Israeli Threats: Causes and Potential Scenarios

Sep 04, 2023 09:31 am
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Hassan Abdo

Two variables, Palestinian and Israeli, prompted Prime Minister Benjamin Netanyahu and his defense minister, Yoav Gallant, to threaten to assassinate Hamas leaders, most notably the Deputy of Hamas' Political Office, Saleh Al-Arouri, and the official of the settlement file in the occupied West Bank.

The First Variable: The expansion of the resistance's presence to cover the entire geography of the West Bank. It is no longer confined to its northern regions but has extended to reach the city of Hebron in the far south. It hit the areas of Jericho and Aqaba in the far east and reached as far as Tulkarm in the extreme west.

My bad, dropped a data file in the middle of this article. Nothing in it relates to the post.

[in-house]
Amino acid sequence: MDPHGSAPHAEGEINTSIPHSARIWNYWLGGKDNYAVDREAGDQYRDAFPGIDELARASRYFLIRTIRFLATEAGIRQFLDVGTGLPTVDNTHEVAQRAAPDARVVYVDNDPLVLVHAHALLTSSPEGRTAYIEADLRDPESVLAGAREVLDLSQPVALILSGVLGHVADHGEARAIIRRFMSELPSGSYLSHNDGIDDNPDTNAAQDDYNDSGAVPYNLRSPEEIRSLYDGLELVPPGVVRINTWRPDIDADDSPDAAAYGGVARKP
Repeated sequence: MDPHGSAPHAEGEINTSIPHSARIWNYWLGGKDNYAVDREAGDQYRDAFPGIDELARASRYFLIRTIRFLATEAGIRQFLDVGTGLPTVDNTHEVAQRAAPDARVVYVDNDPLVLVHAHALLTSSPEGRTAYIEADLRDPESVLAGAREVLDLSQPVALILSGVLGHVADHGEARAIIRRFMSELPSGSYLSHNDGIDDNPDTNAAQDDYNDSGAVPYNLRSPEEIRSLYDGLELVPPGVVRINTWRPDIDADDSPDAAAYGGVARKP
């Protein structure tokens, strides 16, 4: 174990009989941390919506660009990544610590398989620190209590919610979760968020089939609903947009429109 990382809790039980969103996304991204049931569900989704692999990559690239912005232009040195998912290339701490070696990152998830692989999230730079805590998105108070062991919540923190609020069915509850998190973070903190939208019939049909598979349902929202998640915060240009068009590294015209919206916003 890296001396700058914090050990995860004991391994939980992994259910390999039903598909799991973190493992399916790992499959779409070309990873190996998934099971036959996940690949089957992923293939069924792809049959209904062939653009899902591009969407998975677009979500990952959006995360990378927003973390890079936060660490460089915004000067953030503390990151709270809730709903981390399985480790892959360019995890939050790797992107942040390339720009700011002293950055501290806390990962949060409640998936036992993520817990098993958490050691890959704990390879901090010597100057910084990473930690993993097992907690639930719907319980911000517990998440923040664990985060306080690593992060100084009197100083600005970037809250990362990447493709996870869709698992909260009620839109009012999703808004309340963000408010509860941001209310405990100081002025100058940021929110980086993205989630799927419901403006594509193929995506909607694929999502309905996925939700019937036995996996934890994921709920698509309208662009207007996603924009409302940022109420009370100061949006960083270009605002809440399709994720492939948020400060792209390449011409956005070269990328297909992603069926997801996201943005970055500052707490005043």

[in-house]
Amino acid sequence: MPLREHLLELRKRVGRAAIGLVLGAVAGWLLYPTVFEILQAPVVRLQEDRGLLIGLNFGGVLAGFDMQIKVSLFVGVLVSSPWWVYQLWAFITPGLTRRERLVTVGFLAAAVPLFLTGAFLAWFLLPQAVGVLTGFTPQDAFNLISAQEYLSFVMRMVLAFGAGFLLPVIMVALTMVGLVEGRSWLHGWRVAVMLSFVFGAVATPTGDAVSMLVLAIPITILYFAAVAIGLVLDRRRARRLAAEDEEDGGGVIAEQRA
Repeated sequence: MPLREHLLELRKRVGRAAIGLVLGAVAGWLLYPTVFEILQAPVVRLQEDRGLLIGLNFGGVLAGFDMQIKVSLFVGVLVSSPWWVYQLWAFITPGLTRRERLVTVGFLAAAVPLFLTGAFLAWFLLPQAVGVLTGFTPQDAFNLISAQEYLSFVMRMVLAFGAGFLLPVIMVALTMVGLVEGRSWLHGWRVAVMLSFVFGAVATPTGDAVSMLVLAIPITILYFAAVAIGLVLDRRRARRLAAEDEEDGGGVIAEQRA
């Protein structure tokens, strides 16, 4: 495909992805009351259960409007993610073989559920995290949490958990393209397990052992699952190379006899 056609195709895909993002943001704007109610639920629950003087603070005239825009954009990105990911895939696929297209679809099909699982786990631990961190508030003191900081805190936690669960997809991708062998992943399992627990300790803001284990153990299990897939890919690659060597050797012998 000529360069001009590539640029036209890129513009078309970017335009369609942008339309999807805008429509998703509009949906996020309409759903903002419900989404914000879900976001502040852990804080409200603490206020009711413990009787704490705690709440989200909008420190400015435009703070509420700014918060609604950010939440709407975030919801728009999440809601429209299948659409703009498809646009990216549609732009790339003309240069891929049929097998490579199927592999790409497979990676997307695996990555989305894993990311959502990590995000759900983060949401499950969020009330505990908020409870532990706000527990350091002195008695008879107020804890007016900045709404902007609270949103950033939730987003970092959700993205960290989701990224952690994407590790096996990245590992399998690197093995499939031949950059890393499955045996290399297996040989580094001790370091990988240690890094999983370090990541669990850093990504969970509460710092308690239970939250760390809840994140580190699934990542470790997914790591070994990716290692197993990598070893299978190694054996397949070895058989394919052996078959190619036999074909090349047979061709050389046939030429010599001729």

This geographical expansion, which covers the entirety of the West Bank, including Jerusalem, is accompanied by a significant qualitative development in terms of capabilities and combat skills.

The resistance has achieved significant successes in encountering the widespread invasion carried out by the Israeli occupation army in the city of Jenin and its camp. The Israeli occupation army, with the participation of numerous brigades and special forces, as well as air force support inside Jenin, penetrated through with substantial forces but failed to achieve any of the objectives it set for itself, most notably the elimination of the resistance.

In addition to that, there are successful resistance operations in cities such as Jenin, Hawara, and Hebron, along with preceding operations throughout the West Bank. These operations have shifted the security environment from one that is favorable to settlement expansion, facilitated by security agreements with the Palestinian Authority, to one that is unfavorable to settlement expansion, shaped by the resistance. This is what concerns the fascist Zionist right, which seeks to persist with its five-year plan aimed at Judaizing Jerusalem and annexing the entire West Bank.